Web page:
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Expand chart
Data: India Ministry of External Affairs; Chart: Danielle Alberti/Axios

Facing a brutal new wave of coronavirus cases, India on Thursday made anyone over 45 eligible for vaccination. But the scramble to vaccinate as many people as possible has also meant sharply curtailing exports.

Why it matters: The hopes of vaccinating the world have largely fallen on the shoulders of India, a vaccine manufacturing powerhouse and home to the world’s largest producer, the Serum Institute.

  • Until recently, India was exporting most of the doses it was producing — a mix of donations to neighbors and other friendly nations, sales to countries like Saudi Arabia and the U.K., and contributions to the global COVAX initiative.
  • Indian-made vaccines have gone to 82 countries.
  • Then, after a long lull, cases began to surge. They are now at their highest point since mid-October and are continuing to climb precipitously.
  • Vaccine exports, which had been ramping up, suddenly fell sharply. Rather than supplying the world, the Serum Institute appears to have redirected nearly its entire supply to the homefront.

Driving the news: India has not imposed an export ban and will continue to supply doses, including to COVAX, a government source tells Axios. But given "domestic requirements," the source added, "there is some recalibration of the supply schedules.”

  • Another official, speaking to Reuters, put it more bluntly: “Right now we are dealing with an emergency situation. Whatever we have, we will use it,” the official said.
  • The government aims to vaccinate a minimum of 400 million people, up from 56 million at present (just 4% of the population), the official told Reuters.

By the numbers: India has exported 6 million doses over the last three weeks, with less than 2 million of those going to the COVAX initiative.

  • That’s down from 31 million in the three prior weeks, of which 16 million went to COVAX

That’s a crippling setback for COVAX, which is a critical source of vaccines for low-income countries, particularly in Africa.

  • COVAX had expected 71% of its first wave of distribution to consist of AstraZeneca doses produced at the Serum Institute, according to a preliminary forecast.
  • A spokesman for Gavi, the vaccine alliance, said shipments expected in March and April had been delayed, and COVAX is now “in talks with the government of India in the hope of ensuring some supplies are completed during April.”

What to watch: If this is anything more than a temporary delay, “that would be catastrophic,” African CDC director John Nkengasong told reporters Thursday. He said Africa would likely fall short of its vaccination targets this year.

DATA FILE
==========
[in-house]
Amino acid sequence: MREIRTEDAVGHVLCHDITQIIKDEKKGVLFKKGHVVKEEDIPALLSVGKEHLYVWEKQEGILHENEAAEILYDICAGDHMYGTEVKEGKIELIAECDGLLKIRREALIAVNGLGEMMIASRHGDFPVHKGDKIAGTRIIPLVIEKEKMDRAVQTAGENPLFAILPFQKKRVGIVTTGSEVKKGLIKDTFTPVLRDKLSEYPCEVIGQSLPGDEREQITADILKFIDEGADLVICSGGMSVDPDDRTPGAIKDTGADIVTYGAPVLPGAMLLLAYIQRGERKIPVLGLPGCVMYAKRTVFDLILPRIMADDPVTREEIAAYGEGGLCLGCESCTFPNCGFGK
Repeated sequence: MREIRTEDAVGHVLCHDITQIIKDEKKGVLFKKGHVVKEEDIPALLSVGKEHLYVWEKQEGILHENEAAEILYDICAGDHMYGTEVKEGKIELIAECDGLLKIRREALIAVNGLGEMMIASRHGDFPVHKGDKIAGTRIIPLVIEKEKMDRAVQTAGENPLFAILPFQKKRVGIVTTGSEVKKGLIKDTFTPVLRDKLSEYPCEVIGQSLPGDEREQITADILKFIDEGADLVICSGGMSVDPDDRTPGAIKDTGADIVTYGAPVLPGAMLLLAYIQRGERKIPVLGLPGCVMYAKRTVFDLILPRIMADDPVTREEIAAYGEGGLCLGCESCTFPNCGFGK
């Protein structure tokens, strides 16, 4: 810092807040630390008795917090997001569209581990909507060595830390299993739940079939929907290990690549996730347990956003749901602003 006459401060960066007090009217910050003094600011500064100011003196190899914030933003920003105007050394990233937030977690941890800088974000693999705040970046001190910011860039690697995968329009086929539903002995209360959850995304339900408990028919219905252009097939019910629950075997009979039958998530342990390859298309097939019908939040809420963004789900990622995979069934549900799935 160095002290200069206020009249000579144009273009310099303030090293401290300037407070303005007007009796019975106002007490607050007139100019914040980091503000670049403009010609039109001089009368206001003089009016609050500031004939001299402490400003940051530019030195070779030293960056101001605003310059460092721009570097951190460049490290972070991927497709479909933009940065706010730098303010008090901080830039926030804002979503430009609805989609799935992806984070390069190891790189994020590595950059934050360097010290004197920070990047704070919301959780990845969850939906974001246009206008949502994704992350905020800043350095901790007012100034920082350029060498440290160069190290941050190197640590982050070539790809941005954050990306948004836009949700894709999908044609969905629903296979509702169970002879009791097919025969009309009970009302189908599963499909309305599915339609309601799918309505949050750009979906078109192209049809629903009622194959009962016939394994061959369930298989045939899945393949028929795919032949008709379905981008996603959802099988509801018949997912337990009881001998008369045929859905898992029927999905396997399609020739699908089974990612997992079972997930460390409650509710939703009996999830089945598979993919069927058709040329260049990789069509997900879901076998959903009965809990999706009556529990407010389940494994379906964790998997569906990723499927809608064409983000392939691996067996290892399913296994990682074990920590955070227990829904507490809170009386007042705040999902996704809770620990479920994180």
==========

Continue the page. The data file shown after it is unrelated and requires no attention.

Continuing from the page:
The big picture: The world currently has four major sources of vaccines. The U.S. is the second-largest producer, just ahead of India, but isn't exporting at all.

  • China is currently the top producer and top exporter, according to Airfinity, focusing less on the domestic rollout in part because the virus remains under control in the country.
  • The EU, meanwhile, has exported around 40% of its supply to date, but it's in the midst of a vigorous debate about whether and how to curb exports.

Go deeper

Updated Apr 1, 2021 - Health

Ruined J&J doses may only be a "blip"

Photo: Gabrielle Lurie/The San Francisco Chronicle via Getty Images

A Baltimore plant ruined a batch of "drug substance" that would have gone into millions of doses of Johnson & Johnson's coronavirus vaccine — but sources familiar with the process say the setback ultimately may not be that bad.

The big picture: Anything that could slow down the vaccine production process is not good news, especially for the one-shot J&J vaccine. But some experts said the company and the overall U.S. vaccination effort will likely be able to recover quickly.

The fourth wave is here

Expand chart
Data: CSSE Johns Hopkins University; Map: Andrew Witherspoon/Axios

Coronavirus infections are on the rise yet again, all across the U.S.

The big picture: America may be at the beginning of a fourth wave in the pandemic. It will almost certainly be far less deadly than the previous three, but this persistent failure to contain the virus has real consequences, and will only make it harder to put COVID-19 behind us.

Apr 1, 2021 - Health

Axios-Ipsos poll: The misinformed are less likely to get vaccinated

A new look at the data from our most recent Axios-Ipsos poll shows a strong correlation between the people who are influenced by COVID vaccine misinformation and those who are unlikely to get the vaccine.

The big picture: As this graphic shows, Americans who either believed misinformation or were unsure whether it was true or false were less likely to get the vaccine than those who knew that it was false.